- Jupiter’s Great Red Spot is a giant storm system, the largest in the Solar System
- NASA scientists analyze more than a decade of observations of red spots
- They found that the wind at the outer edges is getting stronger with each passing year.
- Conversely, the winds at the center of the Great Red Spot seem to be slowing
Jupiter’s Great Red Spot is intensifying, according to NASA scientists who say winds are now reaching 400 mph around the edge of the famous storm.
NASA’s Goddard Space Flight Center in Greenbelt, Maryland, analyzed the Hubble Space Telescope’s regular ‘hurricane reports’ and found that winds in the ‘high-speed ring’ at the edge of the storm have increased by eight percent since 2009.
In contrast, near the innermost region of the Red Spot, winds are moving very slowly, ‘as if someone is sluggishly running through the sun on a Sunday afternoon,’ NASA said.
Scientists are still unclear what the changing wind speed actually means for the Great Red Spot, which is even larger than Earth.
‘It’s difficult to diagnose, because Hubble can’t see the storm floor very well. Anything below a cloud top is invisible in the data,’ explained researcher Michael Wong.
‘But it is an interesting piece of data that could help us understand what fuels the Great Red Spot and how it retains energy.’
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By analyzing images taken by NASA’s Hubble Space Telescope from 2009 to 2020, researchers found that the average wind speed within the boundaries of the Great Red Spot, determined by the outer green circle, increased by 8 percent.
Annual observations of the Solar System’s largest planet by the Hubble Space Telescope over the past decade have allowed NASA to discover
Jupiter is the fifth planet from the Sun and the largest planet in our solar system.
It is a giant ball of gas composed mostly of hydrogen and helium along with some heavy elements.
“Jupiter’s familiar stripes and vortices are actually cold, airy clouds of ammonia and water, floating in an atmosphere of hydrogen and helium,” NASA said.
‘Jupiter’s iconic Great Red Spot is a giant storm bigger than Earth that has raged for hundreds of years.’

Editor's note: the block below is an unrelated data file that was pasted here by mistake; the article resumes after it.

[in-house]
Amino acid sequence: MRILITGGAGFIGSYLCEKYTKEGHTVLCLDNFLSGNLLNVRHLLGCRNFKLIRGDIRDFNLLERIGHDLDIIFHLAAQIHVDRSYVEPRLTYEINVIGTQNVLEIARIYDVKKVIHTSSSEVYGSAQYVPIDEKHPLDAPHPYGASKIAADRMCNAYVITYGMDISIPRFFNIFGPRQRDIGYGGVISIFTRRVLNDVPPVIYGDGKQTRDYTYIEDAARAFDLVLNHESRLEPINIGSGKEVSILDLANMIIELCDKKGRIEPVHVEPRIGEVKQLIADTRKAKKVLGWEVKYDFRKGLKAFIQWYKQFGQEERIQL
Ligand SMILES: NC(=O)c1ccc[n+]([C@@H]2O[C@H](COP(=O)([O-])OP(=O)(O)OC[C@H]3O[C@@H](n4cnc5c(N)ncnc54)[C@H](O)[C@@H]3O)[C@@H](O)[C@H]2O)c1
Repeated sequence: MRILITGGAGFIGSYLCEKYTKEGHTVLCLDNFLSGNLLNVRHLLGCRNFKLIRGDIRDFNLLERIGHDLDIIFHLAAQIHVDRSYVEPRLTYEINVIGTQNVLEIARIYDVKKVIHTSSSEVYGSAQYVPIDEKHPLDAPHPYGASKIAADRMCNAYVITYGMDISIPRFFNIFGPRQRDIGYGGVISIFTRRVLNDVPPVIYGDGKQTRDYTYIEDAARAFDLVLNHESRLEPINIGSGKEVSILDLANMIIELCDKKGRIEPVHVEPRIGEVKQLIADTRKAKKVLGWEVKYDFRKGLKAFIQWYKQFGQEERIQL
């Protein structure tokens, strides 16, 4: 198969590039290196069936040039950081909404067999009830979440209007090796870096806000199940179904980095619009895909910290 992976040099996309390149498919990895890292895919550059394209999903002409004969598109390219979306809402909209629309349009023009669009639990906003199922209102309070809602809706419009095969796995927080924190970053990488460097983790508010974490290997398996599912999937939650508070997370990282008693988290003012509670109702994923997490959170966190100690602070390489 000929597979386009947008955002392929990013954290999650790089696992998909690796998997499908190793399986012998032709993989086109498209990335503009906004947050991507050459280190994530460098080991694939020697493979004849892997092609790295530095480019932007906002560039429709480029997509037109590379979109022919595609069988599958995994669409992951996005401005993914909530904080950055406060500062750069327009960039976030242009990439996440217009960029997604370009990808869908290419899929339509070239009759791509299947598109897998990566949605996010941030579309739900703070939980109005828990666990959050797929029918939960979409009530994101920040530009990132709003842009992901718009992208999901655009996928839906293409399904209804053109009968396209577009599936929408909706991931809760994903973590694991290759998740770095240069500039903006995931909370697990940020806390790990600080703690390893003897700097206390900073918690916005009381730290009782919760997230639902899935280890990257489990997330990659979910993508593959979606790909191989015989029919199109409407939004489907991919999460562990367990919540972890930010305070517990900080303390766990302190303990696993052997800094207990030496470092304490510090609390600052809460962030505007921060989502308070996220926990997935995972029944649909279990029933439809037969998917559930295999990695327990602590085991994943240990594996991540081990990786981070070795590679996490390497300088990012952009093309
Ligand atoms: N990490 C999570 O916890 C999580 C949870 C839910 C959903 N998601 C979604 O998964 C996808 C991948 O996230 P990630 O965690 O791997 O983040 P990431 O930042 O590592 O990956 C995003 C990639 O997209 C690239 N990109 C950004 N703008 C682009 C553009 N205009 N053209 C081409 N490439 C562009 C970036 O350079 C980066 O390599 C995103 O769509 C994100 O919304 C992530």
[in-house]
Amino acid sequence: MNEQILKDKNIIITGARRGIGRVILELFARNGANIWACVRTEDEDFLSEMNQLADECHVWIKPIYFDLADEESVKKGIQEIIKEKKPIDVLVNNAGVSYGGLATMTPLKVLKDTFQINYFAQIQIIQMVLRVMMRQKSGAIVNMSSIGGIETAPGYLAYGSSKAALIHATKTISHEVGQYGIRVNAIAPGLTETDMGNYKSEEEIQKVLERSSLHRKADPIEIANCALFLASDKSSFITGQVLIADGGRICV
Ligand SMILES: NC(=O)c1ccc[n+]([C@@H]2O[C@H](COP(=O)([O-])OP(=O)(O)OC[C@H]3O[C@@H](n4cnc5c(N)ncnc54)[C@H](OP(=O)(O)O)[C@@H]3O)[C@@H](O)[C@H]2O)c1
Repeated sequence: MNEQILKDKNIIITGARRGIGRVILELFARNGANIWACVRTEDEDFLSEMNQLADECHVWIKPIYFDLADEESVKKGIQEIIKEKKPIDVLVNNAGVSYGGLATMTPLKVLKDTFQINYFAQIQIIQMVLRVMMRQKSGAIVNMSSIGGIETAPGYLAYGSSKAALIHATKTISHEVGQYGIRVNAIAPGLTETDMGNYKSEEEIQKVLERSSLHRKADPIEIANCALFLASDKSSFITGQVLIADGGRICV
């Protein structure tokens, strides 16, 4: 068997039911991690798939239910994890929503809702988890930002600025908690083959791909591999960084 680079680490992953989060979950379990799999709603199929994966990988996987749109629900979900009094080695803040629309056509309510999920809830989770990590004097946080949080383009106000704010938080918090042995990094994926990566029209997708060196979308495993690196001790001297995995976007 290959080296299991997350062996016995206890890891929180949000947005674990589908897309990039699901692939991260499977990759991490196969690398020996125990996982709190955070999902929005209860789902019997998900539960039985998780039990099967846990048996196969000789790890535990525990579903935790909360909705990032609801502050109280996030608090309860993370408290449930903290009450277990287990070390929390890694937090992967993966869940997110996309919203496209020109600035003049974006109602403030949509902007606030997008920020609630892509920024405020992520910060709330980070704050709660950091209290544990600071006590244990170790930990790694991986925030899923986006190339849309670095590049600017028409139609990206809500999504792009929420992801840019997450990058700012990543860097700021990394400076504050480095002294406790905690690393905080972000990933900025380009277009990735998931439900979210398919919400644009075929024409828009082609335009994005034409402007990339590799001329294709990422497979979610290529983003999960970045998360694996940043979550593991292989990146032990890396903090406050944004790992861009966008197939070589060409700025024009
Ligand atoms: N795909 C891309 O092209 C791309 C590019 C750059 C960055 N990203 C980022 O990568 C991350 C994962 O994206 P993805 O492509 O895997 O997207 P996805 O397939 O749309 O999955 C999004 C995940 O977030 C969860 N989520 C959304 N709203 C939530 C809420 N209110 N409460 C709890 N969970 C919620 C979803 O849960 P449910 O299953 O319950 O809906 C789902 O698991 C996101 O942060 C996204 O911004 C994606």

This planet is twice as large as all the other planets, and the Great Red Spot alone is large enough to fit the entire Earth inside.
One spacecraft – NASA’s Juno orbiter – is currently exploring this vast world.
Facts & Figures
distance from the sun: 750 million km
orbital time: Twelve years
surface area: 61.42 billion km²
RADIUS: 69,911 km
Mass: 1.898 × 10^27 kg (317.8 m⊕)
day length: 0d 9h 56m
moon: 53 with formal designations; innumerable additional moonlights
Humans have been observing this massive storm system for more than 150 years, with detailed, close-up measurements from spacecraft and telescopes now offering the opportunity to examine wind speeds in different regions of the red spot.
To better analyze Hubble’s data, study author Michael Wong of the University of California, Berkeley, developed a new data analysis approach.
They used software to track tens to hundreds of thousands of wind vectors, including direction and speed, each time Hubble observed Jupiter.
‘It gave me a much more consistent set of velocity measurements,’ Wong explained.
‘I also ran a battery of statistical tests to confirm whether it was fair to call it an increase in wind speed. this is.’
Wong said it’s hard to determine what the increase in speed means because Hubble can’t see the storm’s floor very well.
‘When I initially saw the results, I asked “Does this make sense?” No one has ever seen it before,’ Wong said.
‘But this is something that only Hubble can do.
‘Hubble’s longevity and ongoing observations make this revelation possible.’
To measure and track major storms on Earth, we have a fleet of Earth-orbiting satellites and airplanes that monitor every movement from above in real time.
Amy Simon of NASA’s Goddard Space Flight Center explained, ‘Since we don’t have a hurricane chaser aircraft on Jupiter, we can’t continuously measure winds.
‘Hubble is the only telescope with the kind of temporal coverage and spatial resolution that can capture Jupiter’s winds in this detail.’
The actual changes are no more than 11 years of measurement, working out to an increase of less than 1.6mph per Earth year of observation.
Simon said, ‘We’re talking about such a small change that if you didn’t have eleven years of Hubble data, we wouldn’t have known it had happened.
However, she added: ‘With Hubble we have the precision we need to find a trend.’
Hubble’s ongoing monitoring allows researchers to revisit and analyze its data as they keep adding to it each year.
Massive storm-red clouds spin counterclockwise at more than 400 miles per hour—and the vortex is bigger than Earth itself
In contrast, near the innermost region of the Red Spot, the winds are moving very slowly, ‘as if someone is sluggishly running through the sun on a Sunday afternoon,’ NASA said.
Jupiter’s Great Red Spot: The ‘King’ of Storms
The Great Red Spot on Jupiter is a high pressure area on the planet.
It is an anticyclonic storm that is the largest in the Solar System.
NASA found that located 22 degrees south of Jupiter’s equator, it produces wind speeds of up to 400 mph.
The strongest winds in the Great Red Spot are on the edge of the storm.
Observations from 1665 to 1713 are considered to be of the same storm.
If so, it has been flowing for more than 350 years.
It was next observed in September 1831, with 60 recorded observations between then and 1878, when continuous observations began.
The smallest features that Hubble can reveal in a hurricane are a mere 105 miles across—nearly twice the length of the state of Rhode Island.
‘We find that…